LATEST NEWS & HAPPENINGS IN HACKNEY
F. COOKE IS BRINGING PIE & MASH BACK TO BROADWAY MARKET FOR ONE DAY ONLY
23rd September 2023Read more
For the scene that sums up Hackney today, just visit London Fields on any sunny weekend. It seems as if the whole world has decamped to this triangular patch of grass, chucking frisbees around, parading their dogs, and drinking endless cans of cider. Some people may have shunned London Fields due to it’s over-popularity but it’s still about as east London as it gets here – and it’s still nice to have a dip in London Fields lido.
At the southern end of London Fields is one of the city’s best streets, Broadway Market. Here you’ll find some classic pubs, The Cat and Mutton and the Dove, as well as shops, cafes, and restaurants. And on Saturday there’s the incredible – if incredibly busy – food market which is always worth a visit. The food scene in Hackney has definitely popped off in recent years, with some of London’s best restaurants calling the area home. The best Hackney restaurants include the epic vegan Chinese joint Facing Heaven, the Michelin-starred Behind, and the ever-reliable Morito.
There’s plenty more to things to do in Hackney including taking a show or a film at Hackney Empire and Hackney Picturehouse, and saying hi to the animals at Hackney City Farm. The cool kids are still hanging out in Hackney Wick, sinking pints at Crate Brewery and Howling Hops, although the famously arty community is getting more and more gentrified by the day.
Vegan Chinese spot Mao Chow has upped sticks and moved just around the corner – and become Facing Heaven in the process. And yes it’s still tiny, although at 28 covers, it’s double the size of the original spot. Despite the small size, it’s a fun vibe in there with brightly coloured yellow tables, black and white chequered floors, neon lights and a great soundtrack. Everything at Facing Heaven is still 100% vegan but founder Julian Denis has developed the menu to fuse Chinese dishes with his multicultural upbringing in LA, with Puerto-Rican, American and Portuguese twists shining through. Don’t miss the smacked cucumber, seaweed toast, dumplings in chilli oil made with ‘omnipork’,Chongqing cauliflower and the dan dan noods, and be sure to order a couple of MSG Margs to wash it all down with.
After winning a legion of fans in Islington for their Insta-worthy pastries – especially THAT bacon maple Danish – Pophams has now expanded to three sites, including one in Hackney and one in Victoria Park. As well as sweet pastries such as the nectarine and custard, and the exceptional almond croissant, there’s also savoury options like the rosemary and sea salt twist, and the now legendary Marmite & Schlossberger swirl. And just to prove they can do much more than just beautiful pastries, Pophams also has an evening menu at their Hackney bakery serving freshly rolled pastas such as pig cheek tortellini and nduja scarpinocc.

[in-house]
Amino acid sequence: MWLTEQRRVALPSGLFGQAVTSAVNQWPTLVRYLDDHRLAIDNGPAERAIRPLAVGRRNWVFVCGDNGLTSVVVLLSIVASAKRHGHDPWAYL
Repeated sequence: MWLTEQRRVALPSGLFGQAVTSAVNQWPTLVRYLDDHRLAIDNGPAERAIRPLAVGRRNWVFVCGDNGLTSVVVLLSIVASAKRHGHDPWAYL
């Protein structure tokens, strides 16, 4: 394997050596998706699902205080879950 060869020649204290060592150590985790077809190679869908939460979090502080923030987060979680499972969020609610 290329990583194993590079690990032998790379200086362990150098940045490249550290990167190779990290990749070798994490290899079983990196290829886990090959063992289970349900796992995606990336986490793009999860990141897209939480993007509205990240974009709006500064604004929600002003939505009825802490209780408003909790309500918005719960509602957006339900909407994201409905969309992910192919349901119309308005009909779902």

This small deli in London Fields sells a range of incredible independent brands and on-trend ingredients, from English hot sauce El Nino to Italian fish sauce to London Borough of Jam preserves. They’ve also got plastic-free items, freshly baked cakes and pastries and hot coffee.
They already had their indoor taproom, but in 2023 Five Points launched a new courtyard outside their Mare Street-based brewery. The al fresco bar is a huge 300-cover space where you can not only drink the brand’s own beer but also a range of cocktails and low-intervention wines. That’s not all, you can also grab a bite to eat from one of Five Points Courtyard’s indie food vendors. From The Ashes, a nose-to-tail concept created by two former Temper chefs, serves up their signature BBQ, while anoosh, founded by KERB alums Jack A. Fargher and Oli Stephen, dishes out their Mexico-meets-Middle-East tacos. You could easily spend the whole day here.
The Dumpling Shack team has opened a dedicated site to its spicy spin-off fried chicken concept Sichuan Fry (you can still get DS goodies here too). Sichuan Fry, which combines fried chicken and punchy Sichuan flavours, started life as a special menu item at Dumpling Shack in Spitalfields in 2020 before growing into a dedicated pop-up that resulted in two hours queues. Now at its perm home there are three different fried chicken sandwiches on offer – the Sichuan Classic spiced with Sichuan sauce and mala honey sauce; the Soy Garlic, with soy garlic glaze and garlic mayo; and the vegan Crispy Aubergine, with panko aubergine, honey mala sauce, Sichuan sauce & pickled cucumbers – as well as wings and tenders with various spice levels, and shake shake fries with a range of seasonings. HAWT.
Even if you’ve never been to Behind in London Fields before, you may well have heard of it – the restaurant made headlines back in 2020 when it won a Michelin star after being open for just 20 days, and it’s still going strong. The restaurant is set up around sweeping semi-circular bar surrounding an open kitchen, with 18 spots around the counter, each with a front row seat to watch the chefs prepare and serve the dishes. Behind is all about fish and seafood, sustainability sourced from across the UK via suppliers such as Broadway Market’s Fin & Flounder, with dishes including mackerel and kaki sorrel with prawn consomme; Cornish skate wing with onions, olives and sea lettuce; and gilt-head bream with girolles and a vin jaune sauce. We’d really recommend the wine pairing too for a special occasion treat that doesn’t involve journeying into central.